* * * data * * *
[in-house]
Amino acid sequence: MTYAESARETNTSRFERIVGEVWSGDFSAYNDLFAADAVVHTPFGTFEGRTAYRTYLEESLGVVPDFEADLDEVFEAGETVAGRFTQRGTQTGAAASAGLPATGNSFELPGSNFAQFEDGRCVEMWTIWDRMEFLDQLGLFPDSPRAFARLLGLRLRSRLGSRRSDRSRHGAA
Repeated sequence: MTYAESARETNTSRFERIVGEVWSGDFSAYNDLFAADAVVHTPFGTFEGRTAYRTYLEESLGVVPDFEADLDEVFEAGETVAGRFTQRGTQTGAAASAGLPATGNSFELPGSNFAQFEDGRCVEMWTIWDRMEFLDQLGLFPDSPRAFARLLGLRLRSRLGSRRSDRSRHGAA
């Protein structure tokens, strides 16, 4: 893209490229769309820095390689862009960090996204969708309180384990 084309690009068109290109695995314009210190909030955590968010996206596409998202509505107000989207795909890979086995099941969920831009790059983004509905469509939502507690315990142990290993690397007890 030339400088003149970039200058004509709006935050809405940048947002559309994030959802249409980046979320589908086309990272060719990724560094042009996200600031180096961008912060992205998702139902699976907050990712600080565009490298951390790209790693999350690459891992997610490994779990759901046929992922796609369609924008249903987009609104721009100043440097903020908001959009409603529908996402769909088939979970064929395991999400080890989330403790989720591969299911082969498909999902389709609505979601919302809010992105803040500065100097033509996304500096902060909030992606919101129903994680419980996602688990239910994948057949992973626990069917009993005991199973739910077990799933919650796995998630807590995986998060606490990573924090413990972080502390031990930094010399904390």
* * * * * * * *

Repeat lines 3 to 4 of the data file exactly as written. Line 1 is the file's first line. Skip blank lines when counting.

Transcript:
Repeated sequence: MTYAESARETNTSRFERIVGEVWSGDFSAYNDLFAADAVVHTPFGTFEGRTAYRTYLEESLGVVPDFEADLDEVFEAGETVAGRFTQRGTQTGAAASAGLPATGNSFELPGSNFAQFEDGRCVEMWTIWDRMEFLDQLGLFPDSPRAFARLLGLRLRSRLGSRRSDRSRHGAA
């Protein structure tokens, strides 16, 4: 893209490229769309820095390689862009960090996204969708309180384990 084309690009068109290109695995314009210190909030955590968010996206596409998202509505107000989207795909890979086995099941969920831009790059983004509905469509939502507690315990142990290993690397007890 030339400088003149970039200058004509709006935050809405940048947002559309994030959802249409980046979320589908086309990272060719990724560094042009996200600031180096961008912060992205998702139902699976907050990712600080565009490298951390790209790693999350690459891992997610490994779990759901046929992922796609369609924008249903987009609104721009100043440097903020908001959009409603529908996402769909088939979970064929395991999400080890989330403790989720591969299911082969498909999902389709609505979601919302809010992105803040500065100097033509996304500096902060909030992606919101129903994680419980996602688990239910994948057949992973626990069917009993005991199973739910077990799933919650796995998630807590995986998060606490990573924090413990972080502390031990930094010399904390």